“When Ford launched the XR Falcon GT, all the country dealers had to take a GT and sell it by a certain date so the car could be homologated for Bathurst,” Mann recalls. “But they had no use for gold V8 Falcons with four on the floor, so I went around and swapped their GTs for utes and station wagons. When the GT was released we had 10 in stock and I advertised them in The Age. [Melbourne Ford dealer] Bib Stillwell got on the phone to [Ford president] Bill Bourke and screamed his head off, wanting to know how a dealer in Shepparton could get 10 GTs. Bill rang Bib to say he should employ a young bloke in Shepparton!”
Eventually Mann went out on his own and set up John Mann’s Country World of Cars in Shepparton, starting with just five cars on his lot and eventually stocking Jaguar-Rover and other prestige makes. He relocated the successful business to Melbourne in 1982.
While his sales career was taking off Mann hit the tracks in a couple of Appendix J cars, starting with an FJ Holden. “We used to wind the windows down a bit then wrap a leather strap around the B-pillar to stop the doors coming open if you rolled because we had no roll bars, just a lap-sash seatbelt,” he winces. The FJ was followed by the ex-Graham ‘Tubby’ Ritter FX Holden. “We had so much success in that car and still hold the short circuit lap record at Calder,” Mann says proudly.
When the Super Six Sports Sedan series started at Calder in 1972, attracting the likes of Brock and Dick Johnson, Mann built a quick but heavy XW Falcon. “I could last in front for six laps then the brake pedal would go to the floor and I’d see four Torana bumpers coming at me in the mirrors.”
He changed to the smaller TC Cortina, with parts backing from Ford, then at Bob Jane’s suggestion went V8 for the new Marlboro Cup series for Sports Sedans. Like Ron Harrop (EH Holden) and John McCormack (Charger), Mann went with the fire-breathing Repco Formula 5000 engine.
“It was a hairy car to drive,” Mann smiles. “I was up against Bryan Thompson’s Volkswagen, Allan Grice in Frank Gardner’s Corvair, Jim Richards’ Mustang and John McCormack’s Charger but I could never afford new tyres so I’d buy second-hand rubber from Bob Jane.” Where did he see himself in the ‘70s driver pecking order?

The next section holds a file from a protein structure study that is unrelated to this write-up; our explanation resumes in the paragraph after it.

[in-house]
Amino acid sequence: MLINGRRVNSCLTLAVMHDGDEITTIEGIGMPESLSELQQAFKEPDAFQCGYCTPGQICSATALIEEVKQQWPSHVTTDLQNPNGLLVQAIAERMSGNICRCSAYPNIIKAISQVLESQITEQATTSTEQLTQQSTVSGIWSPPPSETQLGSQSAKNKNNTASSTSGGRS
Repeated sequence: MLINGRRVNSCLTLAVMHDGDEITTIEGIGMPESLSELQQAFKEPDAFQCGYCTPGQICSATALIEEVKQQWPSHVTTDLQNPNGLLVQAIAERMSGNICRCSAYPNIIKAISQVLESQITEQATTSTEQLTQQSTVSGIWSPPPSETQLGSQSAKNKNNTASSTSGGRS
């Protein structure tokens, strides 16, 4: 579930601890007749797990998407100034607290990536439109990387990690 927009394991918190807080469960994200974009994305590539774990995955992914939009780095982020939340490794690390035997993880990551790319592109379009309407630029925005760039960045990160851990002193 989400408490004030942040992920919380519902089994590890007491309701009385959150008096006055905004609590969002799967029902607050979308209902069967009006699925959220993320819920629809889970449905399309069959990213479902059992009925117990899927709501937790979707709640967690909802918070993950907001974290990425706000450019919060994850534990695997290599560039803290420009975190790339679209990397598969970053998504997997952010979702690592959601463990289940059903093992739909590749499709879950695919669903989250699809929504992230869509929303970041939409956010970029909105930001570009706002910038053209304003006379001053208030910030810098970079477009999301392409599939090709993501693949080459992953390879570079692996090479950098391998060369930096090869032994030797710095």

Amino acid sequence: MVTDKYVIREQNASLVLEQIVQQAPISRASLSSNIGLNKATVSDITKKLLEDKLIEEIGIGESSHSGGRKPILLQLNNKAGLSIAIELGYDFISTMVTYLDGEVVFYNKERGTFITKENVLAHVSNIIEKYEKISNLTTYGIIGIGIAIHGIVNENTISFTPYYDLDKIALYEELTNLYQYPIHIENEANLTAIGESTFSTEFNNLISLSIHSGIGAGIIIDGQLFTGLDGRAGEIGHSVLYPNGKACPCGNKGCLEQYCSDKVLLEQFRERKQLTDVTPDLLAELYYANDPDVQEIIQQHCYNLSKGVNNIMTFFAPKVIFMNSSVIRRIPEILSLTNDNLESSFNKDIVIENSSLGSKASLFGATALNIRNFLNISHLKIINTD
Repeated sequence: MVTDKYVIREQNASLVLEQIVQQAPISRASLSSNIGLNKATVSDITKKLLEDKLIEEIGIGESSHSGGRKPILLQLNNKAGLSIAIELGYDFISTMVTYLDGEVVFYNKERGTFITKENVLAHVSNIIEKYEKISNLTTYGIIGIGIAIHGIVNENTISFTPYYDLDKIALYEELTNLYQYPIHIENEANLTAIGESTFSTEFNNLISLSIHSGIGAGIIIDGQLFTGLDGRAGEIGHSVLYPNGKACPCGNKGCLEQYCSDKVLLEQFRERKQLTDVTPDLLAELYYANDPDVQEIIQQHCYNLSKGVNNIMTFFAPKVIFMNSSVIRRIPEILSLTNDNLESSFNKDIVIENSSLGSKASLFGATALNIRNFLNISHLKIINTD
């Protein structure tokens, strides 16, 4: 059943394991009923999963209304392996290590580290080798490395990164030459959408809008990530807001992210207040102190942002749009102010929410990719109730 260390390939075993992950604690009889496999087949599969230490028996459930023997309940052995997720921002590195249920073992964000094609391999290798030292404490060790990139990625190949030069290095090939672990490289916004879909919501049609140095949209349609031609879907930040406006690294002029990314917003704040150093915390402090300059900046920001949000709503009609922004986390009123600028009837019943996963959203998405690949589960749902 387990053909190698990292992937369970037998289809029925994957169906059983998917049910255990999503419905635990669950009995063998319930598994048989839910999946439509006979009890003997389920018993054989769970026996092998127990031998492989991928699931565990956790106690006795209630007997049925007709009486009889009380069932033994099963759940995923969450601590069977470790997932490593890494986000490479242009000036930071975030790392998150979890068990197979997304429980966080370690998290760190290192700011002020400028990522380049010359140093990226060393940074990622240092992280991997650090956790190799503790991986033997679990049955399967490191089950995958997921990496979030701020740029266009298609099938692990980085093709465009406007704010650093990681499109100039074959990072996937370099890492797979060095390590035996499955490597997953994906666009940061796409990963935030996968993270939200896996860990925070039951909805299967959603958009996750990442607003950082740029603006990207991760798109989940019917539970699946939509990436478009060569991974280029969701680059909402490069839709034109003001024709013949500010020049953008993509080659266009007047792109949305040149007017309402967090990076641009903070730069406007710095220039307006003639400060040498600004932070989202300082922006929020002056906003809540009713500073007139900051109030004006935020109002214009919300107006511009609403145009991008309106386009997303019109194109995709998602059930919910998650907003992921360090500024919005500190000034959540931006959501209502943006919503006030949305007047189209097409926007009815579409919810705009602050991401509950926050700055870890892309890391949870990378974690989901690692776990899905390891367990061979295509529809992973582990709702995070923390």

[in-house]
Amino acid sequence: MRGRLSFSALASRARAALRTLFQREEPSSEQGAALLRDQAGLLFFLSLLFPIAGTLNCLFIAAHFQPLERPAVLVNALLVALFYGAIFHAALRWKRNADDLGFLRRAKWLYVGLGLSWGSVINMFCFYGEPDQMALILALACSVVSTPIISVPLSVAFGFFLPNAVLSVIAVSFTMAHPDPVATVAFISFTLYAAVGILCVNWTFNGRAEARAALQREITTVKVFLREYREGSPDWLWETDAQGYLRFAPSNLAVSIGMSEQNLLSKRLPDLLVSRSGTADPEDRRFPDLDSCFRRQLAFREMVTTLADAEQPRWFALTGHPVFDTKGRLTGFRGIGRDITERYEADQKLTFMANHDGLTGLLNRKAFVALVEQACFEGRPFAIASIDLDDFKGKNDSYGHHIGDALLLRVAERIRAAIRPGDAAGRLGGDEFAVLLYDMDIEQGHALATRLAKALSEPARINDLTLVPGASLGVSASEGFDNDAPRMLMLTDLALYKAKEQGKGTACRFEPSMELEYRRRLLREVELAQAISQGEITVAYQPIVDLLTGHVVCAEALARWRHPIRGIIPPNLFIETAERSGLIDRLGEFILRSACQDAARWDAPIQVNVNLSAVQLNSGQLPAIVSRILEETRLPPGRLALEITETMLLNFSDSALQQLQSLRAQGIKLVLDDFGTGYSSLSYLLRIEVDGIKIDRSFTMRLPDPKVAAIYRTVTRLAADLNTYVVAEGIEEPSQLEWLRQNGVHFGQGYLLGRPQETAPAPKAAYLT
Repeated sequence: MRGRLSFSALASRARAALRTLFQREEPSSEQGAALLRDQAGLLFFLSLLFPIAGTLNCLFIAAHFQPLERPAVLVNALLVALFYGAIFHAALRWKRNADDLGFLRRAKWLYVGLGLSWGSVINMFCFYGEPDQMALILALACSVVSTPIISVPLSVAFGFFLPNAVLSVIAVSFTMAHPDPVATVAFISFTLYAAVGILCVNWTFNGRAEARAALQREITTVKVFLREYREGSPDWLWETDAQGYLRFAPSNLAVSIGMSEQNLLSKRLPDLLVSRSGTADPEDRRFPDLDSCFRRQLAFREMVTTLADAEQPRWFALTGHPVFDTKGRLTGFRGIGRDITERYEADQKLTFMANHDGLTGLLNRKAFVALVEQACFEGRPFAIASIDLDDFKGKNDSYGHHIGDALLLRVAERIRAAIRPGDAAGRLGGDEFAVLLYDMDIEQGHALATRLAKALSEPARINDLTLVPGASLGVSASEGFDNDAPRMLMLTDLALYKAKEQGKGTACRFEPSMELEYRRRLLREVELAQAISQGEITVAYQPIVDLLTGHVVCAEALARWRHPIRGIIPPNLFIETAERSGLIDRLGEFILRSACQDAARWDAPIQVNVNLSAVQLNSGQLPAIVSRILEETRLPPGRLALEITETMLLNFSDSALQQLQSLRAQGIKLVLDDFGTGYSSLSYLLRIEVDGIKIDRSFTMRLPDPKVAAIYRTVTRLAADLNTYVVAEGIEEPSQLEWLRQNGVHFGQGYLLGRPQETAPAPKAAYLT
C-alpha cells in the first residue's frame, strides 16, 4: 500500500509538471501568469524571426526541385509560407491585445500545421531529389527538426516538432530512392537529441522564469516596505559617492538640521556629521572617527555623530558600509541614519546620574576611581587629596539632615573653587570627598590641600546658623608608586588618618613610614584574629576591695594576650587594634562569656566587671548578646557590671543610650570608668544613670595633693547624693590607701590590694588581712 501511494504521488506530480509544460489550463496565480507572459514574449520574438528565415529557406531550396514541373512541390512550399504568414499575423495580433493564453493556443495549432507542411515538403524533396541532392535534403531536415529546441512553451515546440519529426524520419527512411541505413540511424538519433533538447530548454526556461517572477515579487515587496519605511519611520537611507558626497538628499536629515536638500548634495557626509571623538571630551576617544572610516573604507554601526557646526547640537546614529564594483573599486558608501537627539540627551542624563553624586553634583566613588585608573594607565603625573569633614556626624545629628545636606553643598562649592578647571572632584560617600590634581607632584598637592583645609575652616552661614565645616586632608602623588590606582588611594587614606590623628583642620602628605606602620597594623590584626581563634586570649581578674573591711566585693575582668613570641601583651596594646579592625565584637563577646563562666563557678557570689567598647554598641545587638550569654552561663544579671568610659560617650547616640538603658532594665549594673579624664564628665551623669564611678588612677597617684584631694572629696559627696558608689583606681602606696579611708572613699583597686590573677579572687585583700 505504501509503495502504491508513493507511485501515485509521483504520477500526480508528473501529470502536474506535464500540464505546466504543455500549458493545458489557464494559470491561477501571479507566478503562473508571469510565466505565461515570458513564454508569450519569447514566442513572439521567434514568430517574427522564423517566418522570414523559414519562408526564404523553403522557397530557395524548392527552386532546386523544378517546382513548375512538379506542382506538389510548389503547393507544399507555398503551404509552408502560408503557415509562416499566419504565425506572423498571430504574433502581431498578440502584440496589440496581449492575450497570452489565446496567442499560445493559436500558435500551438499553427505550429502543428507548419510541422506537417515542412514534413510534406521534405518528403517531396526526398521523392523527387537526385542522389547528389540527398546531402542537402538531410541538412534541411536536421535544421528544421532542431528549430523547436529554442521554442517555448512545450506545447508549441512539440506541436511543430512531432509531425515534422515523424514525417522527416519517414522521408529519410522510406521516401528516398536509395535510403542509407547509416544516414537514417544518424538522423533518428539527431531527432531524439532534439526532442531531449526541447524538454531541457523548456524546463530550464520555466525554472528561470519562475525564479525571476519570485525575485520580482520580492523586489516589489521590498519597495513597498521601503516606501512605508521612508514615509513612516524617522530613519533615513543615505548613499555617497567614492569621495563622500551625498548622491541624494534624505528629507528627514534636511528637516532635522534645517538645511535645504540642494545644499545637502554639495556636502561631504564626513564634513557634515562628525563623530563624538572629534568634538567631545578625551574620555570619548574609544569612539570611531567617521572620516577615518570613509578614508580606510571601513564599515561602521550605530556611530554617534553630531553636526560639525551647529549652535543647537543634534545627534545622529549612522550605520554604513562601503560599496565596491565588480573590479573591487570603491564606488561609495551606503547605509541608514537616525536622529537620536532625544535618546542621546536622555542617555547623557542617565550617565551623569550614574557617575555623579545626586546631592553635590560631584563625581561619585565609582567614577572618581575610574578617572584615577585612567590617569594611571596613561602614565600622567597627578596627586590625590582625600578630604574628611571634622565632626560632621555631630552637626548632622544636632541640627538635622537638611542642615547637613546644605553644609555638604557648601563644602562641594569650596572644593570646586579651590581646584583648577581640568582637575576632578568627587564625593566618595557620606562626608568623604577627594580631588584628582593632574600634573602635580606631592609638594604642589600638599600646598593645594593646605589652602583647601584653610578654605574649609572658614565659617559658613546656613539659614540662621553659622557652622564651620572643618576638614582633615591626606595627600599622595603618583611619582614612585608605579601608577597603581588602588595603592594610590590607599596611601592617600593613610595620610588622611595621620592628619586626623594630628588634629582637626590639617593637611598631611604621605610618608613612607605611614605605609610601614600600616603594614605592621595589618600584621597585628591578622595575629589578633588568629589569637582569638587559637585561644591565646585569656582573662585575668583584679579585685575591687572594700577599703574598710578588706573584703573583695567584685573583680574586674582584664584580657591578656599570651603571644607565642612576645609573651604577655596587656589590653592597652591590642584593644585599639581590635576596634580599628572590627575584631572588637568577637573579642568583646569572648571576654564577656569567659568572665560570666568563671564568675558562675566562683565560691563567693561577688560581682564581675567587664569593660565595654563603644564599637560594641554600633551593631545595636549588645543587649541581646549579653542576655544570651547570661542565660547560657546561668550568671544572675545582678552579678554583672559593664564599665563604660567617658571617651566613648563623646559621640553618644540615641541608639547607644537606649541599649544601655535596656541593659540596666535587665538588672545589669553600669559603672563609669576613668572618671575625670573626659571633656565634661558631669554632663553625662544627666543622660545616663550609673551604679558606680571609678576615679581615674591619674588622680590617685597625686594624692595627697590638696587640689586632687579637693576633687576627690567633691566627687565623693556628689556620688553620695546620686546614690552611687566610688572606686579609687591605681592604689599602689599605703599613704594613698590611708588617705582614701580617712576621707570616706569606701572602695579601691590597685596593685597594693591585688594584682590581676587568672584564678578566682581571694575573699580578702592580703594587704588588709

“The big names had the money,” he shrugs.
“They’d have new tyres and brake pads and we couldn’t afford them every meeting; we were always off their pace because of money. If I had
left Shepparton… Brockie said to me once, ‘Why don’t you get down to Melbourne, you’ll probably get a [factory] drive’ but I had my business and it came first.”
Mann had just four tilts at Bathurst but only finished the race once, in 1979, when he and Jim Keogh brought their Falcon XC Coupe home in 14th, the first Ford to finish. In 1971 he and Bryan Thomson entered an Alfa Romeo Gulia Super and they teamed up again in a Chevrolet Camaro Z28 in 1984. His last Bathurst blast was with Murray Carter in a Ford Sierra RS500 in 1989. They were all low-budget privateer entries.
“They wouldn’t have had a race if it wasn’t for privateers in those days,” Mann reminds us.
How Mann came to race the world’s winningest Mustang goes back to a pub meeting with Denis O’Brien, Paul Trevethan and Barry Jupp in the early ‘80s. Dismayed that Appendix J cars had morphed into Improved Touring Cars then Sports Sedans, they wanted to get old touring cars back on the racing radar and formed the Appendix J Club. Mann started in a very rapid EH Holden but soon realised he needed more firepower. History was about to be written.